How to Make Homemade Cannabis Salve (CBD or THC)
To grow and make your own medicine… that is the stuff that dreams are made of, am I right?! We like to use our organic homegrown cannabis in a variety of ways, but making topical cannabis salve is on the top of the list. Cannabis salve can help to reduce inflammation, soothe skin irritation, joint pain, and more! It also happens to be quite simple to make your own cannabis salve, and easy to customize it to suit your needs.
Read along to learn how to make cannabis salve in 4 simple steps. With this recipe, you can use marijuana, hemp, high CBD, high THC, raw cannabis, decarbed cannabis, or any combination thereof! (Depending on what is legal and available in your area of course.) Let’s talk about benefits of each of those, how cannabis salve works, and what awesome healing potential it has.
Disclosure: This post may contain affiliate links to products for your convenience, such as items on Amazon. Homestead and Chill gains a small commission from purchases made through those links, but at no additional cost to you.
What is Cannabis Salve
Maybe we need to step back a moment. How about, “what is a salve?”. A salve is simply the term for a healing solution that you put on your skin, including creams, ointments, or balms. Generally, salves are fairly thick, shelf-stable, and include nourishing oils such as coconut oil, olive oil, sweet almond oil, or others.
In our cannabis salve recipe, we prefer to use mostly coconut oil, because it is full of saturated fat that binds well with cannabinoids. It is also ultra-moisturizing. We also add a dash of olive oil to increase absorption and smoothness. To learn more about various carrier oils, check out our homemade calendula oil article – where I discuss the pros and cons of a dozen different oil options!
Salves also typically contain waxes or butters to bind the ingredients and make them semi-solid at room temperature. Beeswax is a popular option because it is readily available, easy to work with (especially when purchased in pastilles), and creates perfectly smooth results. See the ingredient list below for recommended vegan substitutions.
When cannabis is added to salve as an ingredient… voila! You’ve got yourself a cannabis salve. The most common way to add cannabis to a salve recipe is to create a cannabis-infused oil first, and then combine the oil with the other salve ingredients.
Therefore, that is exactly what we’re going to do in this recipe: make cannabis oil, and then the salve. But first: “what kind of cannabis should I use in my oil or salve?”
Using Decarboxylated or Raw Cannabis in Salve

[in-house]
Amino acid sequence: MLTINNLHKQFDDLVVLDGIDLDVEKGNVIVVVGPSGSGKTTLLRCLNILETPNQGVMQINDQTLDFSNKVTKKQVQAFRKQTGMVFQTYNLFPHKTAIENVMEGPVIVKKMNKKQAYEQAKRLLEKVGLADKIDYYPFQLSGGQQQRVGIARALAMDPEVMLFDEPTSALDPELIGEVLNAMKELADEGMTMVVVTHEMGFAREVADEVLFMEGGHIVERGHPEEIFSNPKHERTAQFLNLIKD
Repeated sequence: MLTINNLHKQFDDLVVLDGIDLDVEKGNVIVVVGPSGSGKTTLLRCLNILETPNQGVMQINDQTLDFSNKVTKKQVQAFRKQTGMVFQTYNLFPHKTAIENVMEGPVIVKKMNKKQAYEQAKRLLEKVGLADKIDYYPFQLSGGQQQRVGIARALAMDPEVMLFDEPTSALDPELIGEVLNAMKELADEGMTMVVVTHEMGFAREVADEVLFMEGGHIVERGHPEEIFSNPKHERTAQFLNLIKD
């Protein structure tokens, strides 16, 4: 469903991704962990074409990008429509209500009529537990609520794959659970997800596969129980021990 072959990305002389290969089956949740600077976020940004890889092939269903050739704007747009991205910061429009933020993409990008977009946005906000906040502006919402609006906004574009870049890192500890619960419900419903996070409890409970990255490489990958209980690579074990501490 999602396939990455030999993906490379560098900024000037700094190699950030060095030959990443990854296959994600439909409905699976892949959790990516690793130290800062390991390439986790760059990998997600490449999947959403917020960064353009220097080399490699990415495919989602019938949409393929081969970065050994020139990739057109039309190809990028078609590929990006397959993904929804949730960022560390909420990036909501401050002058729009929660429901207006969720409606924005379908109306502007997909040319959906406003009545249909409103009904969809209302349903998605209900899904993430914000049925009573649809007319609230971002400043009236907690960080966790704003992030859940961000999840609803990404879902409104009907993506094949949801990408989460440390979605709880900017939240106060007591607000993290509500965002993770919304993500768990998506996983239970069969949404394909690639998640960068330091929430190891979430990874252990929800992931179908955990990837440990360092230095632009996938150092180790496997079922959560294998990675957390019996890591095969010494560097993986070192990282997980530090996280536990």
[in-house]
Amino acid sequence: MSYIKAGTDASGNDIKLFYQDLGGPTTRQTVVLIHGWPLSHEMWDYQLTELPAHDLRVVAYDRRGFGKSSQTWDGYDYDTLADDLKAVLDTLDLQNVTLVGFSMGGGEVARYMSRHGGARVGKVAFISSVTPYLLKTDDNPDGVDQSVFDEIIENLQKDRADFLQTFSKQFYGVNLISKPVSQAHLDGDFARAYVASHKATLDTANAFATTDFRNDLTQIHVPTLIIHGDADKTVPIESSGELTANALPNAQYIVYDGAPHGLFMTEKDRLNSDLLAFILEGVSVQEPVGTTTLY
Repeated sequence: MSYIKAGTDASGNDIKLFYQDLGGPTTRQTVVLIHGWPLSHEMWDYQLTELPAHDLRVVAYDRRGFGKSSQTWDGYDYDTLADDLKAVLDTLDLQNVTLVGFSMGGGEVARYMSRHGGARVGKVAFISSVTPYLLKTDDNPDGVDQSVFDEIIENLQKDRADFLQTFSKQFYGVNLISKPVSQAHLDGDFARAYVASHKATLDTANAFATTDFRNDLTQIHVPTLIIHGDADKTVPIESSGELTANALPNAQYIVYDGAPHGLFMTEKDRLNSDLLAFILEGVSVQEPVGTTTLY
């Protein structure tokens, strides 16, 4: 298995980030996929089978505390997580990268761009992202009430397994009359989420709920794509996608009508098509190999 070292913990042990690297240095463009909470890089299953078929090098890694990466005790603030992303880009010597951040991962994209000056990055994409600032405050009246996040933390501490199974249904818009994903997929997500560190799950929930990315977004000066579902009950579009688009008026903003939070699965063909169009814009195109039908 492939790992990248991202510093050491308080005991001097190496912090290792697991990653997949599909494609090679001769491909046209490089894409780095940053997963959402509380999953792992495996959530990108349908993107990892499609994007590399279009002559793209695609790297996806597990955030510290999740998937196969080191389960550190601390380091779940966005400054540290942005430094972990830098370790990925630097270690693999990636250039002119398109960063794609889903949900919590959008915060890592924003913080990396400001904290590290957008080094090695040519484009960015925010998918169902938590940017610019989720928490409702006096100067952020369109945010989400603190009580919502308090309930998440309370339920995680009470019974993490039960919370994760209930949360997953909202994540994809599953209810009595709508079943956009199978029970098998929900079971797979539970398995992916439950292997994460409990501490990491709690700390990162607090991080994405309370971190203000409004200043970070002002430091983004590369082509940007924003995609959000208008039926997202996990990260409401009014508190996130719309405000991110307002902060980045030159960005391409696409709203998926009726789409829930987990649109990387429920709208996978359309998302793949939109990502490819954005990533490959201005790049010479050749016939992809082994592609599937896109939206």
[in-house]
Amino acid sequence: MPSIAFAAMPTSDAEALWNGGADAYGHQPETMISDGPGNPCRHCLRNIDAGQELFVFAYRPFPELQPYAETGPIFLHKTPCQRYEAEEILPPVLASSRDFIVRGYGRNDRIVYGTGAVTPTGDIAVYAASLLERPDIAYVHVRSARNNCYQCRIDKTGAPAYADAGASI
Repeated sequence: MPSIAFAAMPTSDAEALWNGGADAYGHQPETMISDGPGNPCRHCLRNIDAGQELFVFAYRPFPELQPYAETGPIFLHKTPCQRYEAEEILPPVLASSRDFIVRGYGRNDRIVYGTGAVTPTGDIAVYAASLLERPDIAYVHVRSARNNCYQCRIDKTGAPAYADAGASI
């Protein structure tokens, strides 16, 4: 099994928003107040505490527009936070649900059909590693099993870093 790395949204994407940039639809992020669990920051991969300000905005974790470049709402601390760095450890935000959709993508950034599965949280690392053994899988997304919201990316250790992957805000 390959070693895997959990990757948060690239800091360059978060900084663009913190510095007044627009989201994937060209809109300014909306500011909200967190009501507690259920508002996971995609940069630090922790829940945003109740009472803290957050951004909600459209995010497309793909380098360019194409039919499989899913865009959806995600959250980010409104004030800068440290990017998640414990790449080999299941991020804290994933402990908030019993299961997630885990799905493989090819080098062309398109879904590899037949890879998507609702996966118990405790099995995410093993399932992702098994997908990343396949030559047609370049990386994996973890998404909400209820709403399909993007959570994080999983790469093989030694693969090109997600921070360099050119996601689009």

How about a little bit of both?
If you aren’t familiar with the term, decarboxylation is the process of heating cannabis at an ideal time and temperature to transform raw cannabinoid compounds from their “acid” form to more active and potent versions. For example, CBDA and THCA are changed into CBD and THC respectively. Decarboxylation naturally occurs when cannabis is smoked or vaporized, but it needs to be accomplished by other means when using cannabis in oil or salves – such as by heating it in the oven. (Read more about decarboxylation here)
The medicinal benefits of decarboxylated THC and CBD are well-documented. Both are anti-inflammatory, anti-microbial, high in antioxidants, relieve pain, relax muscles, and suppress tumor growth. This is especially true when they’re used and work together, known as the “entourage effect“. THC is a particularly powerful analgesic (pain-reliever). CBD has even more expansive healing applications, and can help relieve seizures, rheumatoid arthritis, and psoriasis. That said, we definitely want to reap those benefits and use decarbed cannabis in this salve recipe!
On the other hand, emerging studies are revealing that raw THCA and CBDA have some pretty groovy perks too. THCA is showing a promising ability to reduce inflammation, muscle spasms, arthritis, and cancer. CBDA also fights inflammation and tumor growth.
Cannabinoids are converted from their raw acid form to their arguably more potent “decarbed” form through heat, and the subsequent removal of a carboxyl group from their molecular compound. Image via VeriHeal
Beyond CBD and THC, there are dozens of other compounds found in cannabis that may produce individual, interactive, or synergistic benefits, including phytocannabinoids, flavonoids, and terpenes. It should be noted that THC is psychoactive and CBD is not, though that doesn’t matter all that much when making a cannabis salve intended for topical use only.
Considering all of this, we like to use both decarbed and raw organic cannabis (containing both THC and CBD) to create a full-spectrum, well-rounded, ultra-healing finished product.
What Can Cannabis Salve Be Used For?